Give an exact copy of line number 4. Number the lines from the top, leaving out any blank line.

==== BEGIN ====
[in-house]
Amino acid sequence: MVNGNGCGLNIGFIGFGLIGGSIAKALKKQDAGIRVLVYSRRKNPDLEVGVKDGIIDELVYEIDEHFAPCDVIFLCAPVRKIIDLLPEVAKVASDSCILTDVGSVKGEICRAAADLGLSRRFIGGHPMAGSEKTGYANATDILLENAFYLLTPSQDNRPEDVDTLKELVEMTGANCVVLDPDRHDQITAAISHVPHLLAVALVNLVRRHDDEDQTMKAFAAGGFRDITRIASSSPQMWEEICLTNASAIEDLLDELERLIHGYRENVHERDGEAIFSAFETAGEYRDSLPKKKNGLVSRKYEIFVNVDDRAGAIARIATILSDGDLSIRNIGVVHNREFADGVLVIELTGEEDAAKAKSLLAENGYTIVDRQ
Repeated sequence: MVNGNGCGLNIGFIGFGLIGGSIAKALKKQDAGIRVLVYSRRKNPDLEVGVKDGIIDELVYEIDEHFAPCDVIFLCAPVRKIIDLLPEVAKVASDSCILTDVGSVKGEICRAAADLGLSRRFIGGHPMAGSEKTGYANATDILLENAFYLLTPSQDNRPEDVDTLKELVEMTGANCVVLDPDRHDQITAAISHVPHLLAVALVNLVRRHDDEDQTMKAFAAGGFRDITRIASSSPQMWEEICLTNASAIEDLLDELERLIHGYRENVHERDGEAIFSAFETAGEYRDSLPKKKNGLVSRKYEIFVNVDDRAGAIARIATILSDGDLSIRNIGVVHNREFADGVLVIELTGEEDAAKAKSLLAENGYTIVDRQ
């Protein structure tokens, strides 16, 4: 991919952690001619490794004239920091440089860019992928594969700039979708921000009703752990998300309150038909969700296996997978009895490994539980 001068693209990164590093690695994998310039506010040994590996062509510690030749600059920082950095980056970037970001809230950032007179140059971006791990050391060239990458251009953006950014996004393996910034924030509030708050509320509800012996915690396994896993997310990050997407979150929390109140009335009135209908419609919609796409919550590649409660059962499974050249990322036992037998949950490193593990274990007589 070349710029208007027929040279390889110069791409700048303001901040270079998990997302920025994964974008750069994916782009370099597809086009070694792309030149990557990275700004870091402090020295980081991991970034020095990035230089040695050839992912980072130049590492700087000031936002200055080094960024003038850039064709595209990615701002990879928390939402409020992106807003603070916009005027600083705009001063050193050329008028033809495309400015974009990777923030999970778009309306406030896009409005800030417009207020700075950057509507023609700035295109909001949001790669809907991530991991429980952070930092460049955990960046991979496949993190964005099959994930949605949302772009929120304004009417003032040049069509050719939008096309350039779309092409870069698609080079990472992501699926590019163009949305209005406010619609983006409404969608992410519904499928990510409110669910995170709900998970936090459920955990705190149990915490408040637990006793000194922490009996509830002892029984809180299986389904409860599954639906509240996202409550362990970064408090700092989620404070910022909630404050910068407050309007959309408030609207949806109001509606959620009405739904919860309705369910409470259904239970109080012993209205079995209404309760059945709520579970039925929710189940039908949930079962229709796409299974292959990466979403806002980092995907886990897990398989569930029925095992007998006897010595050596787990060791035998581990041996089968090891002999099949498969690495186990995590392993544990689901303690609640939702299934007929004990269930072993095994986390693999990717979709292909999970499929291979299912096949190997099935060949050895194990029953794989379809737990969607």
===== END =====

């Protein structure tokens, strides 16, 4: 991919952690001619490794004239920091440089860019992928594969700039979708921000009703752990998300309150038909969700296996997978009895490994539980 001068693209990164590093690695994998310039506010040994590996062509510690030749600059920082950095980056970037970001809230950032007179140059971006791990050391060239990458251009953006950014996004393996910034924030509030708050509320509800012996915690396994896993997310990050997407979150929390109140009335009135209908419609919609796409919550590649409660059962499974050249990322036992037998949950490193593990274990007589 070349710029208007027929040279390889110069791409700048303001901040270079998990997302920025994964974008750069994916782009370099597809086009070694792309030149990557990275700004870091402090020295980081991991970034020095990035230089040695050839992912980072130049590492700087000031936002200055080094960024003038850039064709595209990615701002990879928390939402409020992106807003603070916009005027600083705009001063050193050329008028033809495309400015974009990777923030999970778009309306406030896009409005800030417009207020700075950057509507023609700035295109909001949001790669809907991530991991429980952070930092460049955990960046991979496949993190964005099959994930949605949302772009929120304004009417003032040049069509050719939008096309350039779309092409870069698609080079990472992501699926590019163009949305209005406010619609983006409404969608992410519904499928990510409110669910995170709900998970936090459920955990705190149990915490408040637990006793000194922490009996509830002892029984809180299986389904409860599954639906509240996202409550362990970064408090700092989620404070910022909630404050910068407050309007959309408030609207949806109001509606959620009405739904919860309705369910409470259904239970109080012993209205079995209404309760059945709520579970039925929710189940039908949930079962229709796409299974292959990466979403806002980092995907886990897990398989569930029925095992007998006897010595050596787990060791035998581990041996089968090891002999099949498969690495186990995590392993544990689901303690609640939702299934007929004990269930072993095994986390693999990717979709292909999970499929291979299912096949190997099935060949050895194990029953794989379809737990969607």